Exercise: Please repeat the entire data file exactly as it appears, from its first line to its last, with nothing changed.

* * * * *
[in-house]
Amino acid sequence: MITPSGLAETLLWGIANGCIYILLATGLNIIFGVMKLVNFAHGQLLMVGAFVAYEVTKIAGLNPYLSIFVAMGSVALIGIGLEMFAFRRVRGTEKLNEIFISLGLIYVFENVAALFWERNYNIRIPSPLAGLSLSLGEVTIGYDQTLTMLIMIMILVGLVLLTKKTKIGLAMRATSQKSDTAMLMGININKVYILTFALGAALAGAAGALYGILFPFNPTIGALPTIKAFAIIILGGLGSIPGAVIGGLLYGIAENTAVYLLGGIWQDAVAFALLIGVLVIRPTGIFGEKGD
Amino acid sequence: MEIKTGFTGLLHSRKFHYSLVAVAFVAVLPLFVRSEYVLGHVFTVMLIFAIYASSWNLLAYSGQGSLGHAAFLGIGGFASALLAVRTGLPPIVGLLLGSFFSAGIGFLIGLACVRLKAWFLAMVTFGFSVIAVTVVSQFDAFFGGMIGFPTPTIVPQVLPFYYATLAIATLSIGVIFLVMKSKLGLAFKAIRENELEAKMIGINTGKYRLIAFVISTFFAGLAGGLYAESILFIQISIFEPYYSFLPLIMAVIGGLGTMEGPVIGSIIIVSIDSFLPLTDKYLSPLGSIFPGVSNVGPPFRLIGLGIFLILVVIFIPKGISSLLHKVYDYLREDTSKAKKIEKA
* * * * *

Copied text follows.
[in-house]
Amino acid sequence: MITPSGLAETLLWGIANGCIYILLATGLNIIFGVMKLVNFAHGQLLMVGAFVAYEVTKIAGLNPYLSIFVAMGSVALIGIGLEMFAFRRVRGTEKLNEIFISLGLIYVFENVAALFWERNYNIRIPSPLAGLSLSLGEVTIGYDQTLTMLIMIMILVGLVLLTKKTKIGLAMRATSQKSDTAMLMGININKVYILTFALGAALAGAAGALYGILFPFNPTIGALPTIKAFAIIILGGLGSIPGAVIGGLLYGIAENTAVYLLGGIWQDAVAFALLIGVLVIRPTGIFGEKGD
Amino acid sequence: MEIKTGFTGLLHSRKFHYSLVAVAFVAVLPLFVRSEYVLGHVFTVMLIFAIYASSWNLLAYSGQGSLGHAAFLGIGGFASALLAVRTGLPPIVGLLLGSFFSAGIGFLIGLACVRLKAWFLAMVTFGFSVIAVTVVSQFDAFFGGMIGFPTPTIVPQVLPFYYATLAIATLSIGVIFLVMKSKLGLAFKAIRENELEAKMIGINTGKYRLIAFVISTFFAGLAGGLYAESILFIQISIFEPYYSFLPLIMAVIGGLGTMEGPVIGSIIIVSIDSFLPLTDKYLSPLGSIFPGVSNVGPPFRLIGLGIFLILVVIFIPKGISSLLHKVYDYLREDTSKAKKIEKA